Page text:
Lutyens


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Lutyens

1. Sir Edwin. 1869--1944, British architect, noted for his neoclassical country houses and his planning of New Delhi, India
2. his daughter, Elisabeth. 1906--83, British composer
Collins Discovery Encyclopedia, 1st edition © HarperCollins Publishers 2005
References in periodicals archive ?
Twenty years later, however, the perspective had changed and Pevsner could write that Lutyens was 'without doubt the greatest folly builder England has ever seen,' and 'the Viceroy's house at Delhi beats any other folly in the world.' In fact, the critical reaction to the completion of New Delhi was surprisingly muted, while after independence Lutyens' achievement seemed an irrelevance, if not an embarrassment in a climate of post-imperial guilt.
RAY OF LIGHT Artist Marcos Lutyens with his new installation at Seaton Delaval Hall in Northumberland
Marcos Lutyens, great great nephew of the famous architect Sir Edwin Lutyens, who renovated Lindisfarne Castle in the early 1900s, recently paid his first visit to the North East to see Seaton Delaval Hall.
A younger generation continued, but it was timid and pedantic by comparison, looking, alas, to the safety of Palladio rather than the possibilities suggested by Lutyens. But perhaps this is not surprising, given that they were either ignored or abused by the modernist architectural establishment, with students who made traditional designs being failed by their modernist tutors in the schools.
The 10th son of Captain Charles Lutyens, he was born in 1869 and brought up in Thursley, Surrey.
A damage in main water pipeline from Sonia Vihar water treatment plant led to short- supply in Lutyen's Delhi along with several areas in South, South East and East Delhi.
Sir Edwin Lutyens's vast Metropolitan Cathedral seemed on its way to becoming reality.
Parts of Whalton Manor date from the 17th Century although the house and grounds you see today are the result of substantial alterations by Sir Edwin Lutyens and Gertude Jekyll in 1908.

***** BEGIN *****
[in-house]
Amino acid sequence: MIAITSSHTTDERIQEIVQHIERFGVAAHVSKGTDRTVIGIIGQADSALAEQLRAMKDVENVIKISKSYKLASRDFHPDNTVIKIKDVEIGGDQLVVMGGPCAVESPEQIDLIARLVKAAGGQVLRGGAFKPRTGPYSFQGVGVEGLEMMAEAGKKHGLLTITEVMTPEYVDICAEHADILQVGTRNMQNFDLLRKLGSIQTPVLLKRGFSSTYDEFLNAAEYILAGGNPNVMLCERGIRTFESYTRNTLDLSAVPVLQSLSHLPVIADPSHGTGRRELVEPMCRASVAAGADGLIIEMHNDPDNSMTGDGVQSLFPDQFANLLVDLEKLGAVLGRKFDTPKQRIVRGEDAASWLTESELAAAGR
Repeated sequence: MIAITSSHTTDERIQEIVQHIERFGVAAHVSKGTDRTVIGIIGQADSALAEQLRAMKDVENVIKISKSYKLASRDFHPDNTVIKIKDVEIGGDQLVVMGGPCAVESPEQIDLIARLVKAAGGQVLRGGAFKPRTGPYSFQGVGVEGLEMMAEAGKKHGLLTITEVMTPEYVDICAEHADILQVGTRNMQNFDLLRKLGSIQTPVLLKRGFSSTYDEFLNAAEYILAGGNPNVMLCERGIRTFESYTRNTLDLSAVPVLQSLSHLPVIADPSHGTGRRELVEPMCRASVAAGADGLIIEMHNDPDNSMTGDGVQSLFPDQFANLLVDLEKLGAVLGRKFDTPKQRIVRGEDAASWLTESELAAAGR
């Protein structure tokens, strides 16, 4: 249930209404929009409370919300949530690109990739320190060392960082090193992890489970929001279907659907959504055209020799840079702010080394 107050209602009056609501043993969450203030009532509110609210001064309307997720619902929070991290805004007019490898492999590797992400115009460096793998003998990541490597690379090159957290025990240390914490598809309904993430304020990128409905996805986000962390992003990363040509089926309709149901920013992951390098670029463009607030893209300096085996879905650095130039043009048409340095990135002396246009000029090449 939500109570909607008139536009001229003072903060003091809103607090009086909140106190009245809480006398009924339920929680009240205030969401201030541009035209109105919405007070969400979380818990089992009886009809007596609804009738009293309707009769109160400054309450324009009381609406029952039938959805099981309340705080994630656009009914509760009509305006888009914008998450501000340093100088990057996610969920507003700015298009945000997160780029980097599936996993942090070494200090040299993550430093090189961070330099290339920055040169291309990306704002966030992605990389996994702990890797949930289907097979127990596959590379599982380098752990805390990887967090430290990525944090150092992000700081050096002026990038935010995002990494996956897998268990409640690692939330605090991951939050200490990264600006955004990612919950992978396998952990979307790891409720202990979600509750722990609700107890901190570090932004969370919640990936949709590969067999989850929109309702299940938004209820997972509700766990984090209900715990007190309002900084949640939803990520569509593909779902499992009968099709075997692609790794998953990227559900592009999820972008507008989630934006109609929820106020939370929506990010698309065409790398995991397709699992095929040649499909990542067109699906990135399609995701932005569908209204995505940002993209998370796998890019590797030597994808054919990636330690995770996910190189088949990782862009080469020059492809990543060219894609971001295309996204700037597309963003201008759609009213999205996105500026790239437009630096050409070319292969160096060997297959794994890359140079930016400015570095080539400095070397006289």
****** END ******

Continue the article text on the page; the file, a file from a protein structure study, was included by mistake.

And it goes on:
'In architecture Palladio is the game!!' wrote Edwin Lutyens in a much-quoted letter to Herbert Baker in 1903.
THE tenth child of 13, Edwin Lutyens developed rheumatic fever as a boy which left him so weak that he was the only sibling unable to attend public school or to study at university.
If David Watkin is offended by seeing his name misprinted here, he could take consolation from the fact that AWN Pugin appears as 'NAW'; that Colen Campbell is 'Colin'; that Dominikus Bohm is 'Bohm'; that Sackler (of the Royal Academy galleries) is 'Secklar'; that Landseer's Trafalgar Square lions are attributed to Lutyens; that Liverpool's Anglican cathedral is referred to as a nineteenth-century building; that Saarinen's TWA terminal at JFK is captioned as 'New York Airport'; and that the Louisiana Museum for Modern Art is called on one occasion the 'Danish National Louisiana Gallery' and on another the 'Louisiana Danish National Gallery'.
Also on this day: 1461: Edward VI defeated the Lancastrians to end the War of Roses; 1869: Birth of architect Sir Edwin Lutyens; 1871: Opening of Royal Albert Hall, pictured right, by Queen Victoria; 1890: William Townley of Blackburn Rovers became the first to score a hat-trick in an FA Cup final; 1973: American troops left Vietnam.